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"Asian Dumplings" cookbook

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Any reports on Andrea Nguyen's new book? Have you found it practical for making dumplings at home?

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  1. I bought a copy a week or two ago but haven't use it yet. I've read it a lot and find it well organized and the recipes very appealing. It begins with a section describing the various flours and other ingredients that might not be familiar to many western cooks, plus descriptions of basic dough making and rolling techniques. The recipes are mostly organized by the type of dough or wrapper used. This is definitely not "101 ways to make pot stickers".

    One caveat: if you don't live near a good asian or latino market where you can buy things like glutinous rice flour, rice starch, and tapioca starch, and you don't want to pay a bit more to order online, this may not be the book for you.

    1. I got "The Dumpling: A Seasonal Guide" by Wai Hon Chu and Connie Lovatt which came out around the same time I think. http://www.thedumpling.com/Home.html

      Still have yet to cook from it, but I like the variety and depth of approach - pierogi, shumai, etc. If anyone has been cooking from this, I'd be curious to know your experiences.

      1 Reply
      1. re: pitu

        I looked at this book, but the month by month format just didn't work for me. I knew it would be very under utilized due to the way recipes are arranged. (sigh) I was very excited about the concept though!

      2. I have made dumplings and potstickers from the Asian Dumplings Cookbook. I really like it!

        1. I know this is old, and OP has long ago decided to buy or not. However, I just got this book this week and made 2 recipes. I tried the gyoza with extra-chewy skins and the chinese chive dumplings with the wheat gluten wrappers. I made half a batch of each along with the appropriate sauces. It took about 3 hours of very casual cooking plus help chopping from B. I could probably do the same in about half the time next time. Great instructions and great results. Not nearly as difficult to make from scratch as I thought. We ate way too much. Anybody else have favorite recipes from this book? I can't wait to try something else.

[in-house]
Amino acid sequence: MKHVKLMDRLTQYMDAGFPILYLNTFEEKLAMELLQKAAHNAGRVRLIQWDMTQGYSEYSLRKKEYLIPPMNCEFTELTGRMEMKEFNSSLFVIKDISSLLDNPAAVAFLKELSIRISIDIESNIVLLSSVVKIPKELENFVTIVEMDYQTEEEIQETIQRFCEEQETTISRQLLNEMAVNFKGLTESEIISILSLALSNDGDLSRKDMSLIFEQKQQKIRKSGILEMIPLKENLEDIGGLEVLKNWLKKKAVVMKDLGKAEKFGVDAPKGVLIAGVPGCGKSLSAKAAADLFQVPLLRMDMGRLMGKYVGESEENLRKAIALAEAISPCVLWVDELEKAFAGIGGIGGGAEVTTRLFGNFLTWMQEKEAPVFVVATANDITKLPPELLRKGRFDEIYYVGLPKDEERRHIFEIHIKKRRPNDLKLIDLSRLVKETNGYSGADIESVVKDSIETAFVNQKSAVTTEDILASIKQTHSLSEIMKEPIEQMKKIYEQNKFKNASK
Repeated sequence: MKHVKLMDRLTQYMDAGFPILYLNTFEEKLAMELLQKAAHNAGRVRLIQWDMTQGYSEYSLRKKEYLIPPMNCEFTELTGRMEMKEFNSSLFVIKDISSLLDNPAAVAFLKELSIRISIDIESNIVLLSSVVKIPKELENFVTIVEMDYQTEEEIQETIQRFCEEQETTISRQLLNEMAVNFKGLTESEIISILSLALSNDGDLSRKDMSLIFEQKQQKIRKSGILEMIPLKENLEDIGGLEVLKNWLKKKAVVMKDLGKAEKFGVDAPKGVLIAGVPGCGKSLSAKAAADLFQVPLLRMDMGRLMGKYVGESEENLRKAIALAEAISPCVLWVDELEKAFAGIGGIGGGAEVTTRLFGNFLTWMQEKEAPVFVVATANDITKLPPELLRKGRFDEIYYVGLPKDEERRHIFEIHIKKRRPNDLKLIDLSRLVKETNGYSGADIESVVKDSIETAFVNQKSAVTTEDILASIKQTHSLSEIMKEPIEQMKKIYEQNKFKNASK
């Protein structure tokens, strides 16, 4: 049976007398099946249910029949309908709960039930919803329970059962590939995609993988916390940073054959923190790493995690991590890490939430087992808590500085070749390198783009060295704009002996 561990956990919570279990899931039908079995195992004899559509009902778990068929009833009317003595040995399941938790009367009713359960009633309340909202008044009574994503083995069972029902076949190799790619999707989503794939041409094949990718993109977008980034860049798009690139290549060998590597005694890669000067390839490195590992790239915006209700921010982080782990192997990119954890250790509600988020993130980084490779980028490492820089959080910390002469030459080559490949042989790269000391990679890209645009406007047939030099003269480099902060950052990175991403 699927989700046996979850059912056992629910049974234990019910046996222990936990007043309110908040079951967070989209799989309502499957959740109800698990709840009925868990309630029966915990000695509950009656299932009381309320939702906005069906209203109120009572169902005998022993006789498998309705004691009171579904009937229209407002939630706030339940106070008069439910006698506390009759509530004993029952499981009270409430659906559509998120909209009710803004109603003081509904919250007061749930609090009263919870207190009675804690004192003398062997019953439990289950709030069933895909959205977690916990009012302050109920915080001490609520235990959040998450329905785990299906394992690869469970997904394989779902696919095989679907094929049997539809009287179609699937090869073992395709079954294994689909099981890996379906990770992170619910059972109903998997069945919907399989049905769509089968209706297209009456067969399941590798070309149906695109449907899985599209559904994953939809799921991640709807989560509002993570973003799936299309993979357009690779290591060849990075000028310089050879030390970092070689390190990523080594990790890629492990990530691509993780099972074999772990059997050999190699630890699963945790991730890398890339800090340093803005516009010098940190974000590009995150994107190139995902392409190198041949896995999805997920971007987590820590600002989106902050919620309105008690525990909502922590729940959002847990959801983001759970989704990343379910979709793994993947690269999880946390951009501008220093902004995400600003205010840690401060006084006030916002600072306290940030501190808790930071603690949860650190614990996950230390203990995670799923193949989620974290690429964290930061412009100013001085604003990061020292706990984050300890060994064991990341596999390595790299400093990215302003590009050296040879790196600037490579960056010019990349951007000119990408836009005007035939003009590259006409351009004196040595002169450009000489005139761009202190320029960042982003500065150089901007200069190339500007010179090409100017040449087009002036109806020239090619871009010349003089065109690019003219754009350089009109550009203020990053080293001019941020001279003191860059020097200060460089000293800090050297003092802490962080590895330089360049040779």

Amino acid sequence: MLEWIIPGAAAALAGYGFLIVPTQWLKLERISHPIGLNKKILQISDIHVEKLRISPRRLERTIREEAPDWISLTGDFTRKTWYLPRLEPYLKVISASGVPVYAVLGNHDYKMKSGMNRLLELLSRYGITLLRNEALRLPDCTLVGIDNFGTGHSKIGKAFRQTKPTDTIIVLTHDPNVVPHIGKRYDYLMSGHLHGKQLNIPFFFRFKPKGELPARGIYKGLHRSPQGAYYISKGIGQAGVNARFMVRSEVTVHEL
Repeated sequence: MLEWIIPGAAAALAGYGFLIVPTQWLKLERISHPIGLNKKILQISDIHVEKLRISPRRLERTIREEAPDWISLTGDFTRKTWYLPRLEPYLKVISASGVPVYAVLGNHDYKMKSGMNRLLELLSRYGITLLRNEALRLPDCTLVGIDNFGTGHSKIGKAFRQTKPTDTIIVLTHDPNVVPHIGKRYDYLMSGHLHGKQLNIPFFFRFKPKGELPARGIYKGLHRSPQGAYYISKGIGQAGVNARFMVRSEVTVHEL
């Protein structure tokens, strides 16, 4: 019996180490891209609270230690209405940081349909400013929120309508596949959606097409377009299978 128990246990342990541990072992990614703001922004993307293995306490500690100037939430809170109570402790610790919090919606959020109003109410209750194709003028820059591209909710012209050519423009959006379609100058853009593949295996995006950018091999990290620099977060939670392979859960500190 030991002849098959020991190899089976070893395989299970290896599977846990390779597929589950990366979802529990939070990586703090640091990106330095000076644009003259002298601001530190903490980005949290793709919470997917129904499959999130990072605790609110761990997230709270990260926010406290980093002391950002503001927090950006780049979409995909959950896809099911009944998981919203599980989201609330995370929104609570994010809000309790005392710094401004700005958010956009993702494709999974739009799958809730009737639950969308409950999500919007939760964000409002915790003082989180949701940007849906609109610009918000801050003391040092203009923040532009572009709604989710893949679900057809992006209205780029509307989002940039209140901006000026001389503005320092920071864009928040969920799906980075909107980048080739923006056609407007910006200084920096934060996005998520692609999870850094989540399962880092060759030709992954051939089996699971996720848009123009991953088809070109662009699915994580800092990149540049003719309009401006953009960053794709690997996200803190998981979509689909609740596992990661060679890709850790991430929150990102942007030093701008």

4 Replies
          1. re: corneygirl

            Try the baked bun recipes. Yum! I make the Char Siu (bbq ) pork buns often.
            And the Curried chicken buns always get rave reviews.
            I have made alot of the dumplings, love them.
            Her book into the vietnamese kitchen is very good too!

            1. re: afullpantry

              Glad to see your feedback on this book. I was looking at it recently.

              Bun are usually steamed, right? How were the baked ones?

              1. re: afullpantry

                The Vietnamese Kitchen is what turned me on to the other books. I'll definitely try the bun, probably both cooking methods. Thanks for the feedback!

              2. re: corneygirl

                Thanks for sharing your experiences. I looked through the book several times and have made dumplings a few times, but -- fantastic and clear as the book is -- I am spoiled with the range of handmade dumplings available at retail where I live in SF so it's rarely worth the time for me to make them from scratch.

                Someday, if I have more time and live someplace with less access to handmade frozen dumplings, I could see making this book my bible and seriously getting into dumpling-making!